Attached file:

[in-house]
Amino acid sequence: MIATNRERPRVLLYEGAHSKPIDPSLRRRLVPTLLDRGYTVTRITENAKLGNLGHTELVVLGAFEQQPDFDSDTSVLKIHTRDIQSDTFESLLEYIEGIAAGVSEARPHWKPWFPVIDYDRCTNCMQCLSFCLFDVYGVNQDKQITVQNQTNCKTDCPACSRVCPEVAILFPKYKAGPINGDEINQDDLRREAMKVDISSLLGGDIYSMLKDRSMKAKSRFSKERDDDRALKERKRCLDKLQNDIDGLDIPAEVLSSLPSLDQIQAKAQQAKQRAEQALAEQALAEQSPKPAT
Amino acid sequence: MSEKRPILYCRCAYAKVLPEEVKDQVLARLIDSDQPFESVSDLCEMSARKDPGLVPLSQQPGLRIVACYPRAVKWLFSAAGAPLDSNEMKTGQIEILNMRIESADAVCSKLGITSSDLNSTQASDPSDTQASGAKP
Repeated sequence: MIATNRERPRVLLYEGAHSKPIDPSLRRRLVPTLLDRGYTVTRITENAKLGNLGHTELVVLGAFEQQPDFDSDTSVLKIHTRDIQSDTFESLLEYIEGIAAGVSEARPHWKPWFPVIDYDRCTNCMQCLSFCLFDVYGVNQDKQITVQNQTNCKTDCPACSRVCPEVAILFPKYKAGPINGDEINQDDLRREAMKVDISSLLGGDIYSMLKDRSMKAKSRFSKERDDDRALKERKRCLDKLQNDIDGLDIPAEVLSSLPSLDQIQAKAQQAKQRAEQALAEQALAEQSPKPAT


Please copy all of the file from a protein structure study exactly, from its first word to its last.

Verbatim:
[in-house]
Amino acid sequence: MIATNRERPRVLLYEGAHSKPIDPSLRRRLVPTLLDRGYTVTRITENAKLGNLGHTELVVLGAFEQQPDFDSDTSVLKIHTRDIQSDTFESLLEYIEGIAAGVSEARPHWKPWFPVIDYDRCTNCMQCLSFCLFDVYGVNQDKQITVQNQTNCKTDCPACSRVCPEVAILFPKYKAGPINGDEINQDDLRREAMKVDISSLLGGDIYSMLKDRSMKAKSRFSKERDDDRALKERKRCLDKLQNDIDGLDIPAEVLSSLPSLDQIQAKAQQAKQRAEQALAEQALAEQSPKPAT
Amino acid sequence: MSEKRPILYCRCAYAKVLPEEVKDQVLARLIDSDQPFESVSDLCEMSARKDPGLVPLSQQPGLRIVACYPRAVKWLFSAAGAPLDSNEMKTGQIEILNMRIESADAVCSKLGITSSDLNSTQASDPSDTQASGAKP
Repeated sequence: MIATNRERPRVLLYEGAHSKPIDPSLRRRLVPTLLDRGYTVTRITENAKLGNLGHTELVVLGAFEQQPDFDSDTSVLKIHTRDIQSDTFESLLEYIEGIAAGVSEARPHWKPWFPVIDYDRCTNCMQCLSFCLFDVYGVNQDKQITVQNQTNCKTDCPACSRVCPEVAILFPKYKAGPINGDEINQDDLRREAMKVDISSLLGGDIYSMLKDRSMKAKSRFSKERDDDRALKERKRCLDKLQNDIDGLDIPAEVLSSLPSLDQIQAKAQQAKQRAEQALAEQALAEQSPKPAT